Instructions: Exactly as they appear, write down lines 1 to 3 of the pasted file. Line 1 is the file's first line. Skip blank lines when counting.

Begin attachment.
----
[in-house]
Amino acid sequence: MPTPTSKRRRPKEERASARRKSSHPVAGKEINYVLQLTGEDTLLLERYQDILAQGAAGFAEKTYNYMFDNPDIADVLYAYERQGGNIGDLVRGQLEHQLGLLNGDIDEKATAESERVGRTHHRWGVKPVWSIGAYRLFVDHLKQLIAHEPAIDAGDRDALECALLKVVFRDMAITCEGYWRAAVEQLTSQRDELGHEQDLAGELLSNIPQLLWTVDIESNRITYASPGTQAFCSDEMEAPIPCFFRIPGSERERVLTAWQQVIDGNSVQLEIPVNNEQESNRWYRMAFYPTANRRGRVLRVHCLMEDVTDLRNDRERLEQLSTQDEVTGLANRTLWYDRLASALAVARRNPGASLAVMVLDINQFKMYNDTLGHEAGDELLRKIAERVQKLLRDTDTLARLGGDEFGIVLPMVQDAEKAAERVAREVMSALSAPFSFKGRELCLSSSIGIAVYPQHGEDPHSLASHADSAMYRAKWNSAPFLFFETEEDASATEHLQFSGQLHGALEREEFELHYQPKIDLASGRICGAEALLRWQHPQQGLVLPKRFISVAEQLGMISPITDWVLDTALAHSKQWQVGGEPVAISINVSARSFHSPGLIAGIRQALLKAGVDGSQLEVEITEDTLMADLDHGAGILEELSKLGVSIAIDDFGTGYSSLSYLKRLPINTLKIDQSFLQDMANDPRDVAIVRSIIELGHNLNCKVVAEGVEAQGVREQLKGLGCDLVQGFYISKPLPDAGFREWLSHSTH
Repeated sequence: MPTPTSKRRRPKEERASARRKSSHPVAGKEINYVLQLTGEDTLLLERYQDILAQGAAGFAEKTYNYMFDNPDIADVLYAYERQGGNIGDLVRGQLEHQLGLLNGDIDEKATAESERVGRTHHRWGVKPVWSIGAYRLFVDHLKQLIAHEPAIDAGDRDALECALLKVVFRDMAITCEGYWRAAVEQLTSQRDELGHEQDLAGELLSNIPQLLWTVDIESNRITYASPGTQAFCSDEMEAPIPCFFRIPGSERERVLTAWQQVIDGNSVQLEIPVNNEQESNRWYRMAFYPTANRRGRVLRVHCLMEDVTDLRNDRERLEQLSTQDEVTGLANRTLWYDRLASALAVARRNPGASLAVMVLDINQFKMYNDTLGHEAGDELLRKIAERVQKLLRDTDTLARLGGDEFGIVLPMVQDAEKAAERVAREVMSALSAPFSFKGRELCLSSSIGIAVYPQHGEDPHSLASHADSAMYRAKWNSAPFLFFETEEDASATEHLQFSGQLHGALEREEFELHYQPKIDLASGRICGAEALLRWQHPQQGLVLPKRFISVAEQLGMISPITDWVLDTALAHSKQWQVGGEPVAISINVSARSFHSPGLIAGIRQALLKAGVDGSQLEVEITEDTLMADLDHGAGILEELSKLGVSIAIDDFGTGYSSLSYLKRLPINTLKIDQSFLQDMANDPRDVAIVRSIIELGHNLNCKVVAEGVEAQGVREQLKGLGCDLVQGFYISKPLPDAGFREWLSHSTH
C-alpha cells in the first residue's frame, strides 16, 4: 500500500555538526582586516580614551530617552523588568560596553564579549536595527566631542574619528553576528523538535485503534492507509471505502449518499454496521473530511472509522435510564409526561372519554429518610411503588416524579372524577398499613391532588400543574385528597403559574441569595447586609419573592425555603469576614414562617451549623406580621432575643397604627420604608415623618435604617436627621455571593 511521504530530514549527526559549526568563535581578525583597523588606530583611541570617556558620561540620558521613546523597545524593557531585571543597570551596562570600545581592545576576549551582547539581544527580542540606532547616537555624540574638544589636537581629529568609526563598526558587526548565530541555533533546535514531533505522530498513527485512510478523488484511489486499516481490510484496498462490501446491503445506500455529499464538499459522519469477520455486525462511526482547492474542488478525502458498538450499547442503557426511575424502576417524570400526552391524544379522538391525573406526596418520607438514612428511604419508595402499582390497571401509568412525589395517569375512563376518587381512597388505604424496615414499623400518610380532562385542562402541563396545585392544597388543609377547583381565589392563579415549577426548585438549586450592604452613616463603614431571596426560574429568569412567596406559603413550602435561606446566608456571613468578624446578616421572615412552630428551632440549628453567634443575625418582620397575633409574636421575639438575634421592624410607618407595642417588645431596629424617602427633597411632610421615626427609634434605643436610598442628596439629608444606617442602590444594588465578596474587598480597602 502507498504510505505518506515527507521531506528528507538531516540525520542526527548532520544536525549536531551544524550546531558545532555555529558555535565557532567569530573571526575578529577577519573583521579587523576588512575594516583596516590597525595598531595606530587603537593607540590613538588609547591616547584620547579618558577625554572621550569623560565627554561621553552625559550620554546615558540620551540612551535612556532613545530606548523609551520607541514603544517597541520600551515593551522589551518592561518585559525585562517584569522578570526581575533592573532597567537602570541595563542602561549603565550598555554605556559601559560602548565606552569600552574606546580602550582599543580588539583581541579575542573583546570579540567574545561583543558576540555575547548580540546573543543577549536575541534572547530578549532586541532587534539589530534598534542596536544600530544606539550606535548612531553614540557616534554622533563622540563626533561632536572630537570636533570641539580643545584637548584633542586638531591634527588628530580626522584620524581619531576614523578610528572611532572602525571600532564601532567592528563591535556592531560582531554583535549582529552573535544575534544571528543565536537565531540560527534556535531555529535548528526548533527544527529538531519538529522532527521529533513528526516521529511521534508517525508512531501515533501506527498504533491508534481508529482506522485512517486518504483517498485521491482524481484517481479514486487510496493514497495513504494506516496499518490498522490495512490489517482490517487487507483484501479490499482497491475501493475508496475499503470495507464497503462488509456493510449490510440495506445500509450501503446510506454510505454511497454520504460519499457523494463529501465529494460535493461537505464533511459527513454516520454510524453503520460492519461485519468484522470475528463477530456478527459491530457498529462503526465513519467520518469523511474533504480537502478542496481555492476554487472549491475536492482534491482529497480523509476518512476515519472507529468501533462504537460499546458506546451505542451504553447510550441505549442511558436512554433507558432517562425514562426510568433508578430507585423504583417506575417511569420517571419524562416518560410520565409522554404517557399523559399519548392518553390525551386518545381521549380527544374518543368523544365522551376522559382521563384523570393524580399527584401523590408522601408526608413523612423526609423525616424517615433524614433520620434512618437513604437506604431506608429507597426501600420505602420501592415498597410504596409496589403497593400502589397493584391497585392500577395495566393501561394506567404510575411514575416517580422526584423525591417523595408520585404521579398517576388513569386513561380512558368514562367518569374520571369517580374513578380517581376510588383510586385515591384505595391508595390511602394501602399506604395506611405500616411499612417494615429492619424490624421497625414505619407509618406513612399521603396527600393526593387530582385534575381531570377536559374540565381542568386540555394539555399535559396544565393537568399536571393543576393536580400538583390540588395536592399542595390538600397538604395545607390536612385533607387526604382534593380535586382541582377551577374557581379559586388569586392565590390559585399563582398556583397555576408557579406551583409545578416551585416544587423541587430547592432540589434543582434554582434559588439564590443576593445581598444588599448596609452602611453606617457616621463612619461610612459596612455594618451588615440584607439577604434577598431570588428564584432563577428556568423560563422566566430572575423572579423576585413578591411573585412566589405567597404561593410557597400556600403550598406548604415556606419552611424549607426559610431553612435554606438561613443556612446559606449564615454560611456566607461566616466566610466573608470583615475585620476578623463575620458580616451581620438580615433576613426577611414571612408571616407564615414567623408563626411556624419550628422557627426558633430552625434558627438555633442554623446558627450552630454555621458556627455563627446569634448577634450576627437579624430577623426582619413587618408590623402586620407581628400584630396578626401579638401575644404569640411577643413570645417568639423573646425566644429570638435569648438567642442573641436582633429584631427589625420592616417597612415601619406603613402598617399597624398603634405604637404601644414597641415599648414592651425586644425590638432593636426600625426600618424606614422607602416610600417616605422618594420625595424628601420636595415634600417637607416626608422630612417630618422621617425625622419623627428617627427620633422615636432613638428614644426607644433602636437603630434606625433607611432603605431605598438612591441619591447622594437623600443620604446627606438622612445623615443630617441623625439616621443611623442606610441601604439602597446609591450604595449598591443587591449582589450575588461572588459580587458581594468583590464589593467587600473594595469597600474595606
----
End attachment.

[in-house]
Amino acid sequence: MPTPTSKRRRPKEERASARRKSSHPVAGKEINYVLQLTGEDTLLLERYQDILAQGAAGFAEKTYNYMFDNPDIADVLYAYERQGGNIGDLVRGQLEHQLGLLNGDIDEKATAESERVGRTHHRWGVKPVWSIGAYRLFVDHLKQLIAHEPAIDAGDRDALECALLKVVFRDMAITCEGYWRAAVEQLTSQRDELGHEQDLAGELLSNIPQLLWTVDIESNRITYASPGTQAFCSDEMEAPIPCFFRIPGSERERVLTAWQQVIDGNSVQLEIPVNNEQESNRWYRMAFYPTANRRGRVLRVHCLMEDVTDLRNDRERLEQLSTQDEVTGLANRTLWYDRLASALAVARRNPGASLAVMVLDINQFKMYNDTLGHEAGDELLRKIAERVQKLLRDTDTLARLGGDEFGIVLPMVQDAEKAAERVAREVMSALSAPFSFKGRELCLSSSIGIAVYPQHGEDPHSLASHADSAMYRAKWNSAPFLFFETEEDASATEHLQFSGQLHGALEREEFELHYQPKIDLASGRICGAEALLRWQHPQQGLVLPKRFISVAEQLGMISPITDWVLDTALAHSKQWQVGGEPVAISINVSARSFHSPGLIAGIRQALLKAGVDGSQLEVEITEDTLMADLDHGAGILEELSKLGVSIAIDDFGTGYSSLSYLKRLPINTLKIDQSFLQDMANDPRDVAIVRSIIELGHNLNCKVVAEGVEAQGVREQLKGLGCDLVQGFYISKPLPDAGFREWLSHSTH
Repeated sequence: MPTPTSKRRRPKEERASARRKSSHPVAGKEINYVLQLTGEDTLLLERYQDILAQGAAGFAEKTYNYMFDNPDIADVLYAYERQGGNIGDLVRGQLEHQLGLLNGDIDEKATAESERVGRTHHRWGVKPVWSIGAYRLFVDHLKQLIAHEPAIDAGDRDALECALLKVVFRDMAITCEGYWRAAVEQLTSQRDELGHEQDLAGELLSNIPQLLWTVDIESNRITYASPGTQAFCSDEMEAPIPCFFRIPGSERERVLTAWQQVIDGNSVQLEIPVNNEQESNRWYRMAFYPTANRRGRVLRVHCLMEDVTDLRNDRERLEQLSTQDEVTGLANRTLWYDRLASALAVARRNPGASLAVMVLDINQFKMYNDTLGHEAGDELLRKIAERVQKLLRDTDTLARLGGDEFGIVLPMVQDAEKAAERVAREVMSALSAPFSFKGRELCLSSSIGIAVYPQHGEDPHSLASHADSAMYRAKWNSAPFLFFETEEDASATEHLQFSGQLHGALEREEFELHYQPKIDLASGRICGAEALLRWQHPQQGLVLPKRFISVAEQLGMISPITDWVLDTALAHSKQWQVGGEPVAISINVSARSFHSPGLIAGIRQALLKAGVDGSQLEVEITEDTLMADLDHGAGILEELSKLGVSIAIDDFGTGYSSLSYLKRLPINTLKIDQSFLQDMANDPRDVAIVRSIIELGHNLNCKVVAEGVEAQGVREQLKGLGCDLVQGFYISKPLPDAGFREWLSHSTH